September marks the HEALTHCARE DESIGN Architectural Showcase issue, where design firms compete for a published spot to share new projects that have installed design interventions that improve outcomes. I love this edition, as it is a cross-section of the healthcare design work currently being produced in our industry.
Very few of these projects will be published in other design journals, as healthcare projects just never seem appealing to those editors. Maybe once a year, a special health edition will pick up a project or two, but given the quality and complexity of many of our projects, they rarely see the light of day except for here.
It’s for this very reason that I was surprised to have been chosen as the 2012 ASID Designer of Distinction. We healthcare designers are a rare breed, and an even rarer breed as evidence-based healthcare designers. So having been singled out by my peers from other design disciplines, I feel the need to share this honor with all of you, my healthcare design colleagues, for I believe our time has come.
In accepting this prestigious award at this year’s NeoCon, I recognized the privilege to have been associated with The Center for Health Design (CHD). At CHD, the art of interdisciplinary conversations is not only fostered, but commonplace. Through these conversations, our sector has made the greatest strides in very short order.
In my acceptance speech, I reminded all who were there of the importance of these multidisciplinary conversations. I share an excerpt of it with you here.
What I have learned is that we can spend many hours in a room discussing the virtues of interior design, but until we get to the multidisciplinary conversations focused around a handful of design interventions proven to impact outcomes that are tied to a larger driver, we are only convincing ourselves. These drivers have to be so large that they hold impact on policy and larger national or societal issues to give us the traction we need.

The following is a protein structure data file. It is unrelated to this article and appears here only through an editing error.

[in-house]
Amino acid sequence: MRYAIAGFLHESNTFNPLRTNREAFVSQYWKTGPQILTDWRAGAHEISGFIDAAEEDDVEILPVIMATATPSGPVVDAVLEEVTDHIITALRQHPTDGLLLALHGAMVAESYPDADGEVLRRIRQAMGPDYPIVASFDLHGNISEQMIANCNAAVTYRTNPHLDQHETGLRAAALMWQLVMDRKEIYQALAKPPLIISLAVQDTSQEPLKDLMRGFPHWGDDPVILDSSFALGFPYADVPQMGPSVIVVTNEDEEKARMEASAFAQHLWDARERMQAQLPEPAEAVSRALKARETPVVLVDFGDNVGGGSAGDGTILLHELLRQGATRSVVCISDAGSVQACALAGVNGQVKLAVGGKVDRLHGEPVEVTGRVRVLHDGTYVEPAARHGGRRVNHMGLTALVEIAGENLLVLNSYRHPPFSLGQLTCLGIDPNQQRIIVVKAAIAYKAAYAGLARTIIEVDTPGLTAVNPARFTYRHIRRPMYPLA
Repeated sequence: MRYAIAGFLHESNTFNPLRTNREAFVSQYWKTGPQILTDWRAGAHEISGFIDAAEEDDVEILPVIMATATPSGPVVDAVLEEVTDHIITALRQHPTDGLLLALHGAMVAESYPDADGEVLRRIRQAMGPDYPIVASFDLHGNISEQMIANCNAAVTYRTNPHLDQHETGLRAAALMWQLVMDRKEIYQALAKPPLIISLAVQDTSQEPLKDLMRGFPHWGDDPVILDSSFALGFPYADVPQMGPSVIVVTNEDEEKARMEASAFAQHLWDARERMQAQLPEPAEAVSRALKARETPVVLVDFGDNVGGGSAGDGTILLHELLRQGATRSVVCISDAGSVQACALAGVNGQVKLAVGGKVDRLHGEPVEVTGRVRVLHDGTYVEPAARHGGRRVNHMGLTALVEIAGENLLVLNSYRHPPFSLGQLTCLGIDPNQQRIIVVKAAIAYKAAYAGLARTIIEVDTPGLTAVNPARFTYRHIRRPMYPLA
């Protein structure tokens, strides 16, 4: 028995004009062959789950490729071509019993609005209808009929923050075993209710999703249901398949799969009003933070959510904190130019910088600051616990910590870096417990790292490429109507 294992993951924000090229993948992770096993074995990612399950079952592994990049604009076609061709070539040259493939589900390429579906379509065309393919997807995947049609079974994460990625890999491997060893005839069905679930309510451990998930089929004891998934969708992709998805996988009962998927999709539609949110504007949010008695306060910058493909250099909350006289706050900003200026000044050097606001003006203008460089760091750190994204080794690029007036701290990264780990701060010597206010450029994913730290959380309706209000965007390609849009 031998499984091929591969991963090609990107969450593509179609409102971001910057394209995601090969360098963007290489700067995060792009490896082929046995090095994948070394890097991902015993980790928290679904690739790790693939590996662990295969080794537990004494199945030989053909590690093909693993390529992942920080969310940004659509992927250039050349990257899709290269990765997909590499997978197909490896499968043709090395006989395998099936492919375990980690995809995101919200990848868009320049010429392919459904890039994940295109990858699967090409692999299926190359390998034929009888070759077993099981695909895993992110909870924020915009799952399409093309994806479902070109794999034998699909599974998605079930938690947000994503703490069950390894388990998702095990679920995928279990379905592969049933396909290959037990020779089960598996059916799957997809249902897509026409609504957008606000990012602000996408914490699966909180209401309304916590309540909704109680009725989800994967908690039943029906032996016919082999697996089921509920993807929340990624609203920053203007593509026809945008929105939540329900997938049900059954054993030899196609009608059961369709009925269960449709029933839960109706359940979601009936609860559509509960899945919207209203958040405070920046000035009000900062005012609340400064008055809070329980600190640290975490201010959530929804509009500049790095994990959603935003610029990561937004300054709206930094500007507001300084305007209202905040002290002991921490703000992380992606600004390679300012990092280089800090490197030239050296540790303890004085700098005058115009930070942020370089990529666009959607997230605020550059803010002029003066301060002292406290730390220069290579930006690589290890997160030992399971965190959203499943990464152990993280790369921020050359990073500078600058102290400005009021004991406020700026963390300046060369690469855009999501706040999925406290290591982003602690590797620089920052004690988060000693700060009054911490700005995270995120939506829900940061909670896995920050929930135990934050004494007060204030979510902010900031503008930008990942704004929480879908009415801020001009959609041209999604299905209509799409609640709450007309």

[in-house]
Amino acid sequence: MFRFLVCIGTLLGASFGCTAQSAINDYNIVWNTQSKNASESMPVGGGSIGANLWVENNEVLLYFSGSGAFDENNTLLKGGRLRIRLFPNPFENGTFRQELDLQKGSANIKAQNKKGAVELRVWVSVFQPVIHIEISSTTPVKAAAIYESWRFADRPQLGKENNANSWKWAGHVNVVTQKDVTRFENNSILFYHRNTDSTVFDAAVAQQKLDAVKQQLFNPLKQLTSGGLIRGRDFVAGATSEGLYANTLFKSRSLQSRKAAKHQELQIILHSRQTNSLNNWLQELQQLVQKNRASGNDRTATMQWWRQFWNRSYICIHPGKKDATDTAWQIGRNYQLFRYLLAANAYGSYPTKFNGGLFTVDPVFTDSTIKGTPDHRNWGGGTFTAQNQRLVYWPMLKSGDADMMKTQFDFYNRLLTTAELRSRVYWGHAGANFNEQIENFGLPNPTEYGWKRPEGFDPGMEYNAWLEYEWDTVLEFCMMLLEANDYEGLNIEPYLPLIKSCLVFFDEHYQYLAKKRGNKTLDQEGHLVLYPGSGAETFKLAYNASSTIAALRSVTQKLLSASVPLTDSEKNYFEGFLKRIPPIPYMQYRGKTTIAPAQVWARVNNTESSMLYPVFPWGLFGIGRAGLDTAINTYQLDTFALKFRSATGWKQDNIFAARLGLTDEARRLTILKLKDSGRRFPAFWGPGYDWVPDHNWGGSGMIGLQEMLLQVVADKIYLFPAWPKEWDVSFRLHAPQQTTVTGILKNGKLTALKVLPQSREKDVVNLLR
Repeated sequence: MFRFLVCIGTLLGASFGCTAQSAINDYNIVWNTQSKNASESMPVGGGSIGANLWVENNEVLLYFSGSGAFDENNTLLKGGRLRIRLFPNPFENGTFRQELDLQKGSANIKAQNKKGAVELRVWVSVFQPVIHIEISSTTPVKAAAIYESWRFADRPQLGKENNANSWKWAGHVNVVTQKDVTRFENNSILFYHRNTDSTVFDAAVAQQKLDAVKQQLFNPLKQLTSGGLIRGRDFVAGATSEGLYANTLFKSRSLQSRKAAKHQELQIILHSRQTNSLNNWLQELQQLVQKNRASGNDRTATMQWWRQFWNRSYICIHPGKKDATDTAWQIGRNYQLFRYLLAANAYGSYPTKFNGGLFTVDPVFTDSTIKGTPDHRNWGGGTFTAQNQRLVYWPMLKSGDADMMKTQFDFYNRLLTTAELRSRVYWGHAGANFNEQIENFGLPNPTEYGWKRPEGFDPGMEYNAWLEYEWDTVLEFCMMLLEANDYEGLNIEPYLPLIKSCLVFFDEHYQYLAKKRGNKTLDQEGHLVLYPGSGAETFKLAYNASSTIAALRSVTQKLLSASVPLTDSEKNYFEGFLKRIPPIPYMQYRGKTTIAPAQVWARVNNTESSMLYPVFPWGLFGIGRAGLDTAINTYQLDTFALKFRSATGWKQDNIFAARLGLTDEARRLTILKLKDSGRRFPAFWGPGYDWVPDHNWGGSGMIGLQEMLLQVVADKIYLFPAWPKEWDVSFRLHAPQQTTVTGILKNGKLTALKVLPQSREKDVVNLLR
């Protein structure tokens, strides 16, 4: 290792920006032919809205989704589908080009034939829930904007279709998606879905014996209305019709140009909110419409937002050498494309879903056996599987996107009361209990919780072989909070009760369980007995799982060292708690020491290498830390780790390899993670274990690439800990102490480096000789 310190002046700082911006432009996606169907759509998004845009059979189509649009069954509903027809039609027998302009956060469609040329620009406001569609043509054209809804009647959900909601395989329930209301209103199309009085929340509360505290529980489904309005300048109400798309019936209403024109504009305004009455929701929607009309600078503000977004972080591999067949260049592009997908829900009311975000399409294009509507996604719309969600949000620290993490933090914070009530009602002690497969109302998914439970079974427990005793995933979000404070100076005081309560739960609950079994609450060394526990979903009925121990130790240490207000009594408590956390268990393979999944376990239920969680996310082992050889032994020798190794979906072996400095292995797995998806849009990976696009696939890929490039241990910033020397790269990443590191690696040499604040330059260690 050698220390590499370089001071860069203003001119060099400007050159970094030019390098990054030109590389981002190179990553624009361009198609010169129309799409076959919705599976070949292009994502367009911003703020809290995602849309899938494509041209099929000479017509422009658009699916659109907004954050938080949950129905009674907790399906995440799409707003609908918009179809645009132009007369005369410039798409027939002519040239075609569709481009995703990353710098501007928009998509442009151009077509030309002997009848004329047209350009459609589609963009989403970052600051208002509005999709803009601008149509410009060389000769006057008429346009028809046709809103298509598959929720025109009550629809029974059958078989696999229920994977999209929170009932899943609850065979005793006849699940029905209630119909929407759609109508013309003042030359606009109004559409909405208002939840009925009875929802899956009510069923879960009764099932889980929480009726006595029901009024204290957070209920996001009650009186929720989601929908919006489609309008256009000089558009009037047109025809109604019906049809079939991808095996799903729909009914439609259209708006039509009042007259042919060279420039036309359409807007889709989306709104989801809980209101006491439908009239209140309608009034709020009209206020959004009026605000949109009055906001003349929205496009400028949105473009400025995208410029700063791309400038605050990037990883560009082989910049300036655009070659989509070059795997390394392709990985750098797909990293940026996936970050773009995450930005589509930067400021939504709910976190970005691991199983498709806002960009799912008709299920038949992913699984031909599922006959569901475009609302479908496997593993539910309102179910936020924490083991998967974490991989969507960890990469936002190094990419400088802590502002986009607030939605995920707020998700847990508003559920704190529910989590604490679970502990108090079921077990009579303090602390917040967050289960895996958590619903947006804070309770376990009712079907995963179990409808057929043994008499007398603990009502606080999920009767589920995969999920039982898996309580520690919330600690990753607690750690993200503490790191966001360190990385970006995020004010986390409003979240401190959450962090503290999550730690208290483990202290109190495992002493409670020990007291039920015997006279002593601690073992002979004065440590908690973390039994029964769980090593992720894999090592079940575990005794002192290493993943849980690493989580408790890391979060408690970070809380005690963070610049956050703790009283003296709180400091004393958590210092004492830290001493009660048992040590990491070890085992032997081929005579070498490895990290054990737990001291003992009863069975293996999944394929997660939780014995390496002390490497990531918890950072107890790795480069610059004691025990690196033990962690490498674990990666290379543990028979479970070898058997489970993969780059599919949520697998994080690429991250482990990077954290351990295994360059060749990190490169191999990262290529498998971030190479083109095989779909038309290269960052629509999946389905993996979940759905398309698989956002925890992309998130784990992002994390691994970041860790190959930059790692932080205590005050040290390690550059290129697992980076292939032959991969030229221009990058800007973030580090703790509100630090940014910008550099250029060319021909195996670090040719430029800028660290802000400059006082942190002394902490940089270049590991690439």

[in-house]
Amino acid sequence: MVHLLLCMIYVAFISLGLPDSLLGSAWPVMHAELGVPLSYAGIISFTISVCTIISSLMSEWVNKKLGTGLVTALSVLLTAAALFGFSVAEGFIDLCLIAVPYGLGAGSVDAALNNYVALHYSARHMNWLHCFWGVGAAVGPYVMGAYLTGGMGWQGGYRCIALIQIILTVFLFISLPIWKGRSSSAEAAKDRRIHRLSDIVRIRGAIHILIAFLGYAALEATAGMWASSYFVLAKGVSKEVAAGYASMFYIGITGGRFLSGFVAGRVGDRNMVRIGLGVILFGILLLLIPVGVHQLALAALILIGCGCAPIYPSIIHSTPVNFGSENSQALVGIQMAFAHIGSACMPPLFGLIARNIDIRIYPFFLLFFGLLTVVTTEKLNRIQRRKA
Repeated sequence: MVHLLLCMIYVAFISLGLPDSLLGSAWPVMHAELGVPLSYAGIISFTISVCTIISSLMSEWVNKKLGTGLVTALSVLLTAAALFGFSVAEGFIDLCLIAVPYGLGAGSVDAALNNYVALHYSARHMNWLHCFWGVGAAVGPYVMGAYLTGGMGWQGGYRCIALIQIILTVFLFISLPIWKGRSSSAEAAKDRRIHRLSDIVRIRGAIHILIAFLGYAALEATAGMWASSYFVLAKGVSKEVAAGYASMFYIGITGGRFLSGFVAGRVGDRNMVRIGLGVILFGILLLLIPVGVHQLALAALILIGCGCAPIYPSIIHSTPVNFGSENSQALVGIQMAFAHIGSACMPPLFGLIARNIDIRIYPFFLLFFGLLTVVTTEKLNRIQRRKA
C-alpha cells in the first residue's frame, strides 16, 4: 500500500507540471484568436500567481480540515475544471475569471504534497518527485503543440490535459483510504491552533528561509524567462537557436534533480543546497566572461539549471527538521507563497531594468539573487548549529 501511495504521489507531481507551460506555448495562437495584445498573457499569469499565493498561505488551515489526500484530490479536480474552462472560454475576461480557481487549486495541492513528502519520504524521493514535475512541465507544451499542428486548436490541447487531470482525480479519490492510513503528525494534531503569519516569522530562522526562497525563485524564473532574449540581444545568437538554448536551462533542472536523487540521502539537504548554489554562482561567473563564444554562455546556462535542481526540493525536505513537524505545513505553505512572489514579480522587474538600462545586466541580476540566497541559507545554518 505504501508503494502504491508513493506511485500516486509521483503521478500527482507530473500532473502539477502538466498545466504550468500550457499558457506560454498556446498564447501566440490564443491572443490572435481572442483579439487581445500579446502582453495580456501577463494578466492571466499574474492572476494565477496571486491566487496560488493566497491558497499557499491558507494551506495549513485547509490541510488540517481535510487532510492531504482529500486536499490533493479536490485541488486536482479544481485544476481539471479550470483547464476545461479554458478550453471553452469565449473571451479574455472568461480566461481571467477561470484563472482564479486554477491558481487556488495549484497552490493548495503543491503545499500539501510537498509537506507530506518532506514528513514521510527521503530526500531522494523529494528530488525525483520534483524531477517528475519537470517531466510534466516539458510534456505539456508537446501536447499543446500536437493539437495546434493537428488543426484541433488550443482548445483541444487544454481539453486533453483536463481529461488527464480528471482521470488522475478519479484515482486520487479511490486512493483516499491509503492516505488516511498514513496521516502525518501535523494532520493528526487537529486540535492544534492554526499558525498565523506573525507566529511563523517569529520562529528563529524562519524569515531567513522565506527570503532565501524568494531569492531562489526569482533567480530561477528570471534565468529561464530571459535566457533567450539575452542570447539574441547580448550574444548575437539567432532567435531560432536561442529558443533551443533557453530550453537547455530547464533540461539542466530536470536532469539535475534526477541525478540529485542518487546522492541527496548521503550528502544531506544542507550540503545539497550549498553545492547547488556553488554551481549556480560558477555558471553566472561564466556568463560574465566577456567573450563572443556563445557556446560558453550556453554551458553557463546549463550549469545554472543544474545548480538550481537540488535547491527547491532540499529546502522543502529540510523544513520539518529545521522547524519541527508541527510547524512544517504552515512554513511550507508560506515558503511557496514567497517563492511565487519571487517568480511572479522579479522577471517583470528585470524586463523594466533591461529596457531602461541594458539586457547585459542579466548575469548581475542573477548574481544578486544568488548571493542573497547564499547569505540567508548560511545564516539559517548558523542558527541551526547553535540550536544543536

My world of healthcare design has come full circle from the not-so-desirable design sector where I started my career to the sector that will be engaged for the major issues facing our society today.
It took the Institute of Medicine, when in 1999 it proclaimed that 100,000 people were dying needlessly each year, to push a small but effective Center for Health Design to make the connection between a design intervention, the single-bedded patient room, to the reduction in the spread of deadly infection. It was that single design intervention that fueled this evidence-based healthcare design movement.
The most recent conversations around health reform have focused us toward designing environments that are much more efficient and effective at improving care delivery but, more importantly, financial stability for care providers. These conversations about the interconnectedness between design and outcome, and its subsequent positive return on investment have gotten designers to the table pre-planning.
To this end, the next conversations take us out of the clinical setting and into communities as we see that the real dilemma in healthcare is before disease sets in. As evidence-based designers, we will need to develop design interventions for the built environment that contribute to health and wellness. This will be described as human-centered design driven through the conversations taking hold around the driver known as the accountable-care medical model.
At the Interior Design Educators Conference this year, I predicted that interior designers could own upcoming crucial conversations focused on the preservation of human existence through the development of evidence-based restorative environments. It is here where I see the emergence of biophilic design contributing to our success.
I implore you all to own baseline knowledge. Consider EDAC certification, as this design methodology has left the station and is on a very long journey. Don’t let this advantage be taken from us.